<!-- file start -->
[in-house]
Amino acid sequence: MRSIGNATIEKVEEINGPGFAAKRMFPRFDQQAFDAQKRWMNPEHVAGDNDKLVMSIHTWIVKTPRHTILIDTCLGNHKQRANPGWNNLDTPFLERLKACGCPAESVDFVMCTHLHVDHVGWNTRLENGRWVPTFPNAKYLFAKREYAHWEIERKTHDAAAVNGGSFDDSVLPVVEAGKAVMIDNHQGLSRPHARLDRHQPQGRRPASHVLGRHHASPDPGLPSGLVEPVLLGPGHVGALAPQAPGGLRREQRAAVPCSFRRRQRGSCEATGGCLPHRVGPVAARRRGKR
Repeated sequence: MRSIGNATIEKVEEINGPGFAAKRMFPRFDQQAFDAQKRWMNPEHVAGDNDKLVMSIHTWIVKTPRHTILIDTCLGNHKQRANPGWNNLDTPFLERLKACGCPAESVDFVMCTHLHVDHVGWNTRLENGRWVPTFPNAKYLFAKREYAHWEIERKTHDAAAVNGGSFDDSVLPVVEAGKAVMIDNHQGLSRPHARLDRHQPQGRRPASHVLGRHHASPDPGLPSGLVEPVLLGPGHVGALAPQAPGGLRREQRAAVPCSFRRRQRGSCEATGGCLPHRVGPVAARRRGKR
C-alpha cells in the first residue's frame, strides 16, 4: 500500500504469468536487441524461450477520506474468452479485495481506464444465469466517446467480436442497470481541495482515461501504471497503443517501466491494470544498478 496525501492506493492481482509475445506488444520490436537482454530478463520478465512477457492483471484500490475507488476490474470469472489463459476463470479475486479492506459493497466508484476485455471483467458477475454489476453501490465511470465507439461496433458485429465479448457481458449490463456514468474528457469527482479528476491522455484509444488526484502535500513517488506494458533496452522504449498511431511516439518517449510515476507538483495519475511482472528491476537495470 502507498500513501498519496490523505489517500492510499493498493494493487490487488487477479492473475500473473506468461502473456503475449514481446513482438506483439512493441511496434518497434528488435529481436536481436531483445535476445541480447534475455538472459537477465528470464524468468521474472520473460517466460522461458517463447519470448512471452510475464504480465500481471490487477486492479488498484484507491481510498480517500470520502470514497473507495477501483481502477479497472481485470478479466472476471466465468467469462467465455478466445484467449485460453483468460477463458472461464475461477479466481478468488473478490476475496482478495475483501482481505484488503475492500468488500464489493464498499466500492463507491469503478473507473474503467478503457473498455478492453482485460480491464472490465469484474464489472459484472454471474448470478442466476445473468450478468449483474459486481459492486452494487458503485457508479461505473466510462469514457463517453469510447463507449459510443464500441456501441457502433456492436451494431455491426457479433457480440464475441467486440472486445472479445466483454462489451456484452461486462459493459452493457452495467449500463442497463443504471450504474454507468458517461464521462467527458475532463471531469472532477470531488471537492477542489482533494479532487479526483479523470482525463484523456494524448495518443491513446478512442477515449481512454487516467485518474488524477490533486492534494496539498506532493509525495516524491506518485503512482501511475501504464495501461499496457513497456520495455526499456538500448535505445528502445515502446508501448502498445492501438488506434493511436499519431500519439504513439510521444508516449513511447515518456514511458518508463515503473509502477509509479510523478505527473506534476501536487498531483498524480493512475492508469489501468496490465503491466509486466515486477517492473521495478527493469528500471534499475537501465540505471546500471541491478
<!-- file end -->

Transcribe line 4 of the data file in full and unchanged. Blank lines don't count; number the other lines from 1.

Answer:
C-alpha cells in the first residue's frame, strides 16, 4: 500500500504469468536487441524461450477520506474468452479485495481506464444465469466517446467480436442497470481541495482515461501504471497503443517501466491494470544498478 496525501492506493492481482509475445506488444520490436537482454530478463520478465512477457492483471484500490475507488476490474470469472489463459476463470479475486479492506459493497466508484476485455471483467458477475454489476453501490465511470465507439461496433458485429465479448457481458449490463456514468474528457469527482479528476491522455484509444488526484502535500513517488506494458533496452522504449498511431511516439518517449510515476507538483495519475511482472528491476537495470 502507498500513501498519496490523505489517500492510499493498493494493487490487488487477479492473475500473473506468461502473456503475449514481446513482438506483439512493441511496434518497434528488435529481436536481436531483445535476445541480447534475455538472459537477465528470464524468468521474472520473460517466460522461458517463447519470448512471452510475464504480465500481471490487477486492479488498484484507491481510498480517500470520502470514497473507495477501483481502477479497472481485470478479466472476471466465468467469462467465455478466445484467449485460453483468460477463458472461464475461477479466481478468488473478490476475496482478495475483501482481505484488503475492500468488500464489493464498499466500492463507491469503478473507473474503467478503457473498455478492453482485460480491464472490465469484474464489472459484472454471474448470478442466476445473468450478468449483474459486481459492486452494487458503485457508479461505473466510462469514457463517453469510447463507449459510443464500441456501441457502433456492436451494431455491426457479433457480440464475441467486440472486445472479445466483454462489451456484452461486462459493459452493457452495467449500463442497463443504471450504474454507468458517461464521462467527458475532463471531469472532477470531488471537492477542489482533494479532487479526483479523470482525463484523456494524448495518443491513446478512442477515449481512454487516467485518474488524477490533486492534494496539498506532493509525495516524491506518485503512482501511475501504464495501461499496457513497456520495455526499456538500448535505445528502445515502446508501448502498445492501438488506434493511436499519431500519439504513439510521444508516449513511447515518456514511458518508463515503473509502477509509479510523478505527473506534476501536487498531483498524480493512475492508469489501468496490465503491466509486466515486477517492473521495478527493469528500471534499475537501465540505471546500471541491478